Afrikaans is being pushed to the sidelines by the tyrannical march of the English language, writes Andries Visagie.
Cape Town - One of the surprise findings of the 2011 census was that the number of mother tongue speakers of Afrikaans has increased by no fewer than 800 000 individuals since the previous census. Afrikaans seems to be thriving as the third largest mother tongue spoken in South Africa and as a popular language of communication in Namibia.
Optimism about the position of Afrikaans seems to be vindicated by a lucrative market for Afrikaans publications. The loyalty of Afrikaans readers to books published in their mother tongue is often a source of envy for publishing houses that focus on publications in other languages.
Yet the Afrikaans-speaking community has to come to grips not only with internal divisions but also with a seemingly never-ending tendency among business and public institutions to reduce the sectors of society where Afrikaans can be spoken freely.
The question is whether Afrikaans will be able to overcome these challenges and to prosper as a mother tongue.
Many coloured South Africans, who represent more than 50 percent of the total number of Afrikaans first-language speakers, feel marginalised as the Cape dialect of Afrikaans is still reflected inadequately in the standard variety of the language. Here an encouraging sign is the virulent debate sparked by younger coloured commentators and poets, among them Nathan Trantraal and Ronelda Kamfer. Their vocal and widely reported questioning of the legitimacy of Standaardafrikaans suggests that the language commission of the Suid-Afrikaanse Akademie vir Wetenskap en Kuns, the body that decides on accepted practice in the language, should revisit their rules yet again.
This should not be done quietly or behind closed doors. Extensive media participation is imperative and the process should be guided by bold decisions about the stakeholders who should serve on the commission in addition to well-communicated changes to acknowledge the different varieties of Afrikaans.
Many coloured speakers of Afrikaans are migrating to English as their language of choice because they feel too far removed from standard Afrikaans as a variant that seems to accommodate mostly white speakers of the language. Reconciliation within the Afrikaans language community is still unfinished business as racial divisions continue to undermine cohesion among the more than 6 million South Africans who regard the language as their mother tongue.
Another reason for general disgruntlement among those who cherish Afrikaans as their own relates to the language policies championed by the state. After many years of little movement to implement constitutional stipulations about language, in particular the necessary promotion of the Nguni and Sotho languages, there are now plans to stimulate the use of these languages. English continues to enjoy massive state support, but, regrettably, there consistently seems to be an acceptable silence when it comes to legislative support for Afrikaans.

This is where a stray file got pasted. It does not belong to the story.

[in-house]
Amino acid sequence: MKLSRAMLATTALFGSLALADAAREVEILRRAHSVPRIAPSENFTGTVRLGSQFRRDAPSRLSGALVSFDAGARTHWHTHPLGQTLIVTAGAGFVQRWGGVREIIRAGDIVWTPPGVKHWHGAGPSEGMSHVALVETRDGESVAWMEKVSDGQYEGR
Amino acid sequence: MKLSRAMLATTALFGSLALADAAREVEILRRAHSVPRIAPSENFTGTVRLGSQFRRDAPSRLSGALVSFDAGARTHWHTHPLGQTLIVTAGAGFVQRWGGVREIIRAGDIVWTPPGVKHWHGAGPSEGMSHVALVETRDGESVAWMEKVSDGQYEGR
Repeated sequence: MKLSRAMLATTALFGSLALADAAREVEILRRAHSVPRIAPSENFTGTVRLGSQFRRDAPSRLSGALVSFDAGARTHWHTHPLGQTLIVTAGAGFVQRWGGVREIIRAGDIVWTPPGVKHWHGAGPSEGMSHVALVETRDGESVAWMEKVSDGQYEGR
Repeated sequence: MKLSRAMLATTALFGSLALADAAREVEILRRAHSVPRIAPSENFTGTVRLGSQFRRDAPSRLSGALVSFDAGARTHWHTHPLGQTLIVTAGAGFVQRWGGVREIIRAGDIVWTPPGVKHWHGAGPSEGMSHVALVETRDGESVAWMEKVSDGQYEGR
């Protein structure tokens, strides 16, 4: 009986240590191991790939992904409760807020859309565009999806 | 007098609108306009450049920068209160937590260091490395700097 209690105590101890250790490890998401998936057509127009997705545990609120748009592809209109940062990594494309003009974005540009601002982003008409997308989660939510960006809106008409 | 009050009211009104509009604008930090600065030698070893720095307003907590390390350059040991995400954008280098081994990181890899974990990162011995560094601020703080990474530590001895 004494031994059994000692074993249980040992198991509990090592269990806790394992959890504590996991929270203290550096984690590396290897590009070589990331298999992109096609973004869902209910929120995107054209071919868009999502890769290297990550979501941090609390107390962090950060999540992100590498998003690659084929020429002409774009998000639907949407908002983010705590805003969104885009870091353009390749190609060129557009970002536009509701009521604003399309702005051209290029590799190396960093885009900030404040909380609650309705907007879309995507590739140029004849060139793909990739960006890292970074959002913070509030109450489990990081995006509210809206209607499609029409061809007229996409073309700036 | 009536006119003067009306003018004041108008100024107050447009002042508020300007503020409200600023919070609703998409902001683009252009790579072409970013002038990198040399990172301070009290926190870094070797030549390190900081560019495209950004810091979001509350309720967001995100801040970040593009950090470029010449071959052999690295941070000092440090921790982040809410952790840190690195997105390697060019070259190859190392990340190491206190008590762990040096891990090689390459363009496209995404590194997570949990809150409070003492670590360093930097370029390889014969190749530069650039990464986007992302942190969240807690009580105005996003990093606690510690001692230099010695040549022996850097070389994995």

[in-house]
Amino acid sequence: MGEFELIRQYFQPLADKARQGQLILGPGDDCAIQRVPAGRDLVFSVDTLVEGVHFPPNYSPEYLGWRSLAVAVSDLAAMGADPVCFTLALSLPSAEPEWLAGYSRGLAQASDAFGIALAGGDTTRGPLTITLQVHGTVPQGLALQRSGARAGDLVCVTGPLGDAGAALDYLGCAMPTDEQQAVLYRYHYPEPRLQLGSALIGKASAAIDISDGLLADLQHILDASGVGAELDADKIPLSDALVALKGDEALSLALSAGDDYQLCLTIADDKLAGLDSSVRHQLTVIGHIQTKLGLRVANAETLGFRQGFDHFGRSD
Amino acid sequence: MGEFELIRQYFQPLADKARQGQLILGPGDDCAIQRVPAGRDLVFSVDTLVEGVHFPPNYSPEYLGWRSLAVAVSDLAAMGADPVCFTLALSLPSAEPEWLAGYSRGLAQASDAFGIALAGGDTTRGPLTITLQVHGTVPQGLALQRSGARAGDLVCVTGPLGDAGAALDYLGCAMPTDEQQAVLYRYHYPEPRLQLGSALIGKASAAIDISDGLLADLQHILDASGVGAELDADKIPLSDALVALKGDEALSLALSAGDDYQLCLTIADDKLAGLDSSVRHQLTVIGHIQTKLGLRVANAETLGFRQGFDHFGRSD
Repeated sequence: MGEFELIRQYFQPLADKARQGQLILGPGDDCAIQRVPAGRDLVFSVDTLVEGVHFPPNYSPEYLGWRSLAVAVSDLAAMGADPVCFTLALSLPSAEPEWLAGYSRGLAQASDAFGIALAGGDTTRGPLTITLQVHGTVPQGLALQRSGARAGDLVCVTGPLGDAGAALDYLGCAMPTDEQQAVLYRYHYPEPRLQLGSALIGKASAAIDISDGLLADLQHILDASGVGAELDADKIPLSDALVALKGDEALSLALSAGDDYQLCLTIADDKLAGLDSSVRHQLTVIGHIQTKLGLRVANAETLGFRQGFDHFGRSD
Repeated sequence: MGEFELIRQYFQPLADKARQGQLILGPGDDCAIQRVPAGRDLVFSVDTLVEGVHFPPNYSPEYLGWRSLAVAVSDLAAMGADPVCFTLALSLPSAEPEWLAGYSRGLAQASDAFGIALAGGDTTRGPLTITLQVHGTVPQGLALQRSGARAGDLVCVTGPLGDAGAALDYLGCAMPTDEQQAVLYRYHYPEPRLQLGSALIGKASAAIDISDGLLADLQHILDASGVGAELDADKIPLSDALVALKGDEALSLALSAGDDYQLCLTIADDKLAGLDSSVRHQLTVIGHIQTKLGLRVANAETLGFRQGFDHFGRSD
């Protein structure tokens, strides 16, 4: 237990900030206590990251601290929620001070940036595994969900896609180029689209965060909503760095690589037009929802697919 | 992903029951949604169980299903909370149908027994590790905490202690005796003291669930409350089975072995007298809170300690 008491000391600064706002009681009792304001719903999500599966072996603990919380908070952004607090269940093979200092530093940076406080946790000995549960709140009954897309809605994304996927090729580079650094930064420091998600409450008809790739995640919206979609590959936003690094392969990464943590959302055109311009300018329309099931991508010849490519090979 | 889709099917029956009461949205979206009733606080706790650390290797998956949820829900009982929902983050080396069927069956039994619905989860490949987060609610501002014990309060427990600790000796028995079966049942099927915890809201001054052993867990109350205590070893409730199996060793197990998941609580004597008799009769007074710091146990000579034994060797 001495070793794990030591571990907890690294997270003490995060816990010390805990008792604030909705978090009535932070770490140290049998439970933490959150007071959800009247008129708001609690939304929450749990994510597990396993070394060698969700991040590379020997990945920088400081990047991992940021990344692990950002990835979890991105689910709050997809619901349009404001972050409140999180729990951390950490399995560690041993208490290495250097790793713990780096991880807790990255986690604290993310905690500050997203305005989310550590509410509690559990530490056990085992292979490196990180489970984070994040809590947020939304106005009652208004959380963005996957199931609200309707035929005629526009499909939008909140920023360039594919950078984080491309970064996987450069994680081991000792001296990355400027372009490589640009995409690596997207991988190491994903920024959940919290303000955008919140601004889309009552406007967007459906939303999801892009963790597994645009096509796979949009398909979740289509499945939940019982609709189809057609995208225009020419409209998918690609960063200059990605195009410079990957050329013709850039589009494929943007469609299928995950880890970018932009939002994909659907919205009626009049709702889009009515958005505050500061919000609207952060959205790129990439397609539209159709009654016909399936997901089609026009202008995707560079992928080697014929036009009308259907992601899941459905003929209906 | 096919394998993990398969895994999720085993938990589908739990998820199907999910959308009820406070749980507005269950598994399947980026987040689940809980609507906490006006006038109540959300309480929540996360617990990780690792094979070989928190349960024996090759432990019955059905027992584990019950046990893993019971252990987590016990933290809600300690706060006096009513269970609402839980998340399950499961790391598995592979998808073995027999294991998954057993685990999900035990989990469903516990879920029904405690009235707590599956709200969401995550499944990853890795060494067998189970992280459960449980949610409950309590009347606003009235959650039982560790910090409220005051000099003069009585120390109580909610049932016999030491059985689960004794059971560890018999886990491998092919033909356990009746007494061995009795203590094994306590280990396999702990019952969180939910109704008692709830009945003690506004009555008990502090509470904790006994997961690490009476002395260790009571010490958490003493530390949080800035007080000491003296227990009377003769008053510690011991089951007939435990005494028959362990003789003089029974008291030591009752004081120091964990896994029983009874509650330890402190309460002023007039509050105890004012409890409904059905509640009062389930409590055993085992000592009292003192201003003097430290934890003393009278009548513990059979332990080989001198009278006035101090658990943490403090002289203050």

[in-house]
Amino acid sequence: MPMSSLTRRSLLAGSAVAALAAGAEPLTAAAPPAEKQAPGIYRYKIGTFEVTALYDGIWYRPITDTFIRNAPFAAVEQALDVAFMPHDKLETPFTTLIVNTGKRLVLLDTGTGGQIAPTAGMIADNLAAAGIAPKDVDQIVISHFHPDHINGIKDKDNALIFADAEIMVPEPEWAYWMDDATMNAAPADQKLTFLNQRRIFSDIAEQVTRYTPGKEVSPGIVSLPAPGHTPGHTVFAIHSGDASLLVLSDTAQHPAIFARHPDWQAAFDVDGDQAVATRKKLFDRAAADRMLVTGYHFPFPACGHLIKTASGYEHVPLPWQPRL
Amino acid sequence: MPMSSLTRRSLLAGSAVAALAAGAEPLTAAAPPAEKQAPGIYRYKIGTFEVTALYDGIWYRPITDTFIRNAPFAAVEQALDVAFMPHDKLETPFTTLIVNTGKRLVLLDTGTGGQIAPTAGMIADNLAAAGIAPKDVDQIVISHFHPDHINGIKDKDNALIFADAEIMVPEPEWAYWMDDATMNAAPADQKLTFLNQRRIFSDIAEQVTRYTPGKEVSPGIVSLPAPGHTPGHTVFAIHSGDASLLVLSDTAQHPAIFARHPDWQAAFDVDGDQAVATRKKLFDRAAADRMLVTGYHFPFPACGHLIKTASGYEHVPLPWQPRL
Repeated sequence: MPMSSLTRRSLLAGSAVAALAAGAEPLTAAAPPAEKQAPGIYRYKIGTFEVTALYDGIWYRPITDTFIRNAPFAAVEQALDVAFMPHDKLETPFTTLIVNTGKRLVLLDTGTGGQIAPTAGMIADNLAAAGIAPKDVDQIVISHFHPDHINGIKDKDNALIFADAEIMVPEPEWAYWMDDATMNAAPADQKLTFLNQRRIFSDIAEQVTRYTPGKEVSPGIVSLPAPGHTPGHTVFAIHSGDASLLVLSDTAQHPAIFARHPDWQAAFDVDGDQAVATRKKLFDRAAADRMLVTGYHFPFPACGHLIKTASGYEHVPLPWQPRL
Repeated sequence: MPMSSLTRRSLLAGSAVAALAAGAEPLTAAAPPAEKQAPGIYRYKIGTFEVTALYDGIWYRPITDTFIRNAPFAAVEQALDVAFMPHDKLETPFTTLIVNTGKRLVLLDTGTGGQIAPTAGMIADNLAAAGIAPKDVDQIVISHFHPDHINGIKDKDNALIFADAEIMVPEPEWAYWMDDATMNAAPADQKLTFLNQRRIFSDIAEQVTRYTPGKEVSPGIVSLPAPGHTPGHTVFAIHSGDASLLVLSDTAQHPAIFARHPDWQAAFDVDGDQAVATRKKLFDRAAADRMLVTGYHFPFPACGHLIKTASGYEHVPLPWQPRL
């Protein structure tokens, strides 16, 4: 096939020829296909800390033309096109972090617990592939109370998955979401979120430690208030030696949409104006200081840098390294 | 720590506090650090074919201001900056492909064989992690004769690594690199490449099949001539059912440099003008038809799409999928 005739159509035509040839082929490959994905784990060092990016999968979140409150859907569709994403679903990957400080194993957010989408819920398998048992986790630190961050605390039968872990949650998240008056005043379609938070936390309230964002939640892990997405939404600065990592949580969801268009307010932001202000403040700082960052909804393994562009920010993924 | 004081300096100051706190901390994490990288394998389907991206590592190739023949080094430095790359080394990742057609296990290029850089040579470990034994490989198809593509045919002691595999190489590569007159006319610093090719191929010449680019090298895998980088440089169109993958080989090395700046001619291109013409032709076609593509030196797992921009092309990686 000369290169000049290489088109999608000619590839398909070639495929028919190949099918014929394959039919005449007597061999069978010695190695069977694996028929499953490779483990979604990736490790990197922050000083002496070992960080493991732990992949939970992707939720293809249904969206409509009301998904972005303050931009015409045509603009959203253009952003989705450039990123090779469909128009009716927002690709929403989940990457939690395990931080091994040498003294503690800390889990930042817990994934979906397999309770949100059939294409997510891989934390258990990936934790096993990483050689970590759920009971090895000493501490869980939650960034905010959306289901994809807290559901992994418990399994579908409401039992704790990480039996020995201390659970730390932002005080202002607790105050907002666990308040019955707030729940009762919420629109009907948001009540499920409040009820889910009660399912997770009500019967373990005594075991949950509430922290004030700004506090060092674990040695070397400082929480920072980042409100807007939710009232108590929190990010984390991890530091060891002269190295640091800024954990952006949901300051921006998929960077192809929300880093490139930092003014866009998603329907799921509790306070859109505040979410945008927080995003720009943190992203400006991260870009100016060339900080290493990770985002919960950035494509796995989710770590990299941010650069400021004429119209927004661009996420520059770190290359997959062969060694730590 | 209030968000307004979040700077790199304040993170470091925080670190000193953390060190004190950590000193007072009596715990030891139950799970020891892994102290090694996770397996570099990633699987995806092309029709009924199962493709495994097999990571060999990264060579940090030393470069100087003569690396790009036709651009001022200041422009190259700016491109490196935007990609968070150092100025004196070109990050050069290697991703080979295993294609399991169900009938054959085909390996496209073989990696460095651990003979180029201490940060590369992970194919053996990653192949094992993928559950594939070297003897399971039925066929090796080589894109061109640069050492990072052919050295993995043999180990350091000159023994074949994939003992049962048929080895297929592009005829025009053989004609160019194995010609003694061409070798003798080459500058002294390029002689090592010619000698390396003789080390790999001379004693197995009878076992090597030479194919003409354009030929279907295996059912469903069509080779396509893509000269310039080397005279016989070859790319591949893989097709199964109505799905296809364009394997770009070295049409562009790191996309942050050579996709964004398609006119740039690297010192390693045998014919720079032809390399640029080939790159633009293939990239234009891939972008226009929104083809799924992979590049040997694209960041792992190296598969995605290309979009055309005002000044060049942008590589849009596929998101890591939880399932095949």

As English and the other official languages are prioritised in new language legislation, Afrikaans is often the only language that is expected to slip quietly between the chairs.
Increasingly, the African languages (a term that erroneously excludes Afrikaans) are promoted actively by the various state institutions whereas English remains the language favoured by the government for communication.
Afrikaans is the only official language that is expected to accept benign neglect and regular exclusion in new legislation.
The rationale that informs the reluctance of the ANC government to promote Afrikaans seems to be motivated by the comprehensive state support that was lavished on to Afrikaans in the previous century. The expectation is that Afrikaans should now stand back and settle into a chillier corner of the linguistic landscape. The government does not endear itself to the Afrikaans speaking community as a creeping suspicion takes shape that neglect by the state contains a punitive element.
The discouraging signals sent out by the government about Afrikaans are rapidly picked up by public institutions such as the various state-funded universities. Last year the University of KwaZulu-Natal glibly announced the closure of its Afrikaans department.
Universities that historically looked after Afrikaans as a medium of instruction are under a lot of pressure to embrace English, the darling of the current government.
Until recently gestures to appease lobbyists for the African languages remained largely ineffectual and speakers of the African languages had enough reason to believe that the state was more interested in window dressing about the indigenous languages as it resolutely continued conducting business in English. I remain hopeful that the new awareness about the value of mother tongue education, particularly primary education, will lead to the stimulation of the various South African languages, and that speakers will acquire a new sense of pride in their linguistic heritage.
Research has demonstrated that children learn better in their mother tongues at an early age. Plans within the educational sector to encourage the use of the South African languages in primary schools may improve the performance of pupils and, at the same time, create a new space for these languages to grow and develop.
A language can only thrive if there are many sectors of society where it is used and developed.
The Star Africa Edition